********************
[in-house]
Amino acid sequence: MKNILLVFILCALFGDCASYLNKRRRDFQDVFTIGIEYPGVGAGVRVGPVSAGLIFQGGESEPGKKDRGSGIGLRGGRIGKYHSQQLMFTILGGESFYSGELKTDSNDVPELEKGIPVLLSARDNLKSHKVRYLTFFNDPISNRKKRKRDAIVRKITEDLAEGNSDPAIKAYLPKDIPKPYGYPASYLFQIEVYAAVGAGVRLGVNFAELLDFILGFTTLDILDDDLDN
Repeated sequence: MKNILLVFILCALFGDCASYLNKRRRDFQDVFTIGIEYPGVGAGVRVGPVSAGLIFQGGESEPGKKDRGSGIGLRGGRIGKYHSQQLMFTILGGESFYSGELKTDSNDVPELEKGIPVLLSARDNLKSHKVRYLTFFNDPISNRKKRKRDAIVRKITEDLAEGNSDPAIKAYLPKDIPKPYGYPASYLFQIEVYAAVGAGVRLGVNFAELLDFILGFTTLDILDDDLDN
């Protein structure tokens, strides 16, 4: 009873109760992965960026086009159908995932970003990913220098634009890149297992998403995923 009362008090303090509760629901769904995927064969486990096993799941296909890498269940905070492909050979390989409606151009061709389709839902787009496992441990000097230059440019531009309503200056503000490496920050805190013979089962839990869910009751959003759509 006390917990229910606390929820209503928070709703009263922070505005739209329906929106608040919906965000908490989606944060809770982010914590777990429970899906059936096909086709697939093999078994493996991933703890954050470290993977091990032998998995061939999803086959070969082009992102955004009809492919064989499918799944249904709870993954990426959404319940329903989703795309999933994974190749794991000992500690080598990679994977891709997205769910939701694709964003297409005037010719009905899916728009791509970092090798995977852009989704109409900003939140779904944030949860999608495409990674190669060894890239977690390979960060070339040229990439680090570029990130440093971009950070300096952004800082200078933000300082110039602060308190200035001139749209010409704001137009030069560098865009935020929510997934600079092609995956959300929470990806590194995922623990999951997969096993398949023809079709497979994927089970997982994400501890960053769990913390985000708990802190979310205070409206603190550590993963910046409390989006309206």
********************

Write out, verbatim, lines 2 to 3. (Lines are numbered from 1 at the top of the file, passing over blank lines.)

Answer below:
Amino acid sequence: MKNILLVFILCALFGDCASYLNKRRRDFQDVFTIGIEYPGVGAGVRVGPVSAGLIFQGGESEPGKKDRGSGIGLRGGRIGKYHSQQLMFTILGGESFYSGELKTDSNDVPELEKGIPVLLSARDNLKSHKVRYLTFFNDPISNRKKRKRDAIVRKITEDLAEGNSDPAIKAYLPKDIPKPYGYPASYLFQIEVYAAVGAGVRLGVNFAELLDFILGFTTLDILDDDLDN
Repeated sequence: MKNILLVFILCALFGDCASYLNKRRRDFQDVFTIGIEYPGVGAGVRVGPVSAGLIFQGGESEPGKKDRGSGIGLRGGRIGKYHSQQLMFTILGGESFYSGELKTDSNDVPELEKGIPVLLSARDNLKSHKVRYLTFFNDPISNRKKRKRDAIVRKITEDLAEGNSDPAIKAYLPKDIPKPYGYPASYLFQIEVYAAVGAGVRLGVNFAELLDFILGFTTLDILDDDLDN